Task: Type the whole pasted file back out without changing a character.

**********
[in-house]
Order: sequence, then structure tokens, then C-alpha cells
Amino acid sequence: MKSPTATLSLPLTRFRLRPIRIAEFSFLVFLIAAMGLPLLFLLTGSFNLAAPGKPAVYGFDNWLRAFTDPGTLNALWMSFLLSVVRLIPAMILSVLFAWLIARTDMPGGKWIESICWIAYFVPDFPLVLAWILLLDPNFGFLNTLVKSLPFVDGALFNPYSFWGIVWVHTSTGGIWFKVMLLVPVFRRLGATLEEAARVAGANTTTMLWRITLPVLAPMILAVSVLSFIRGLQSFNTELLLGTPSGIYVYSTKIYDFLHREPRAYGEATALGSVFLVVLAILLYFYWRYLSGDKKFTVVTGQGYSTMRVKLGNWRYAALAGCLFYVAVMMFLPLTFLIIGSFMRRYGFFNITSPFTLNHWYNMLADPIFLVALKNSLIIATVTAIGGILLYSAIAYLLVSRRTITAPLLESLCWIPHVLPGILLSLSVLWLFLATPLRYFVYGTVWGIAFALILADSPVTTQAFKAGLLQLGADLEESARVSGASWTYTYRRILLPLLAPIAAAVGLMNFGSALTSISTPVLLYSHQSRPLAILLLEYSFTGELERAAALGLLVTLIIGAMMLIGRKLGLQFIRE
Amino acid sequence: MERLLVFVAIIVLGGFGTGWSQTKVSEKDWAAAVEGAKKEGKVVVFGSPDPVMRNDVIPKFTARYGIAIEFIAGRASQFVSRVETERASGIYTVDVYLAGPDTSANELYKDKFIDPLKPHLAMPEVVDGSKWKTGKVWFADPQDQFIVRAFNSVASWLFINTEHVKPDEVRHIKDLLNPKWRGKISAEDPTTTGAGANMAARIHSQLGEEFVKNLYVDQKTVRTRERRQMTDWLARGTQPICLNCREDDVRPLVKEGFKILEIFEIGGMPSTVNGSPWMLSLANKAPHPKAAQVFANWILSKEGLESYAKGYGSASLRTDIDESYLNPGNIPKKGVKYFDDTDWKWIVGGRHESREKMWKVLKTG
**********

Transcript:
[in-house]
Order: sequence, then structure tokens, then C-alpha cells
Amino acid sequence: MKSPTATLSLPLTRFRLRPIRIAEFSFLVFLIAAMGLPLLFLLTGSFNLAAPGKPAVYGFDNWLRAFTDPGTLNALWMSFLLSVVRLIPAMILSVLFAWLIARTDMPGGKWIESICWIAYFVPDFPLVLAWILLLDPNFGFLNTLVKSLPFVDGALFNPYSFWGIVWVHTSTGGIWFKVMLLVPVFRRLGATLEEAARVAGANTTTMLWRITLPVLAPMILAVSVLSFIRGLQSFNTELLLGTPSGIYVYSTKIYDFLHREPRAYGEATALGSVFLVVLAILLYFYWRYLSGDKKFTVVTGQGYSTMRVKLGNWRYAALAGCLFYVAVMMFLPLTFLIIGSFMRRYGFFNITSPFTLNHWYNMLADPIFLVALKNSLIIATVTAIGGILLYSAIAYLLVSRRTITAPLLESLCWIPHVLPGILLSLSVLWLFLATPLRYFVYGTVWGIAFALILADSPVTTQAFKAGLLQLGADLEESARVSGASWTYTYRRILLPLLAPIAAAVGLMNFGSALTSISTPVLLYSHQSRPLAILLLEYSFTGELERAAALGLLVTLIIGAMMLIGRKLGLQFIRE
Amino acid sequence: MERLLVFVAIIVLGGFGTGWSQTKVSEKDWAAAVEGAKKEGKVVVFGSPDPVMRNDVIPKFTARYGIAIEFIAGRASQFVSRVETERASGIYTVDVYLAGPDTSANELYKDKFIDPLKPHLAMPEVVDGSKWKTGKVWFADPQDQFIVRAFNSVASWLFINTEHVKPDEVRHIKDLLNPKWRGKISAEDPTTTGAGANMAARIHSQLGEEFVKNLYVDQKTVRTRERRQMTDWLARGTQPICLNCREDDVRPLVKEGFKILEIFEIGGMPSTVNGSPWMLSLANKAPHPKAAQVFANWILSKEGLESYAKGYGSASLRTDIDESYLNPGNIPKKGVKYFDDTDWKWIVGGRHESREKMWKVLKTG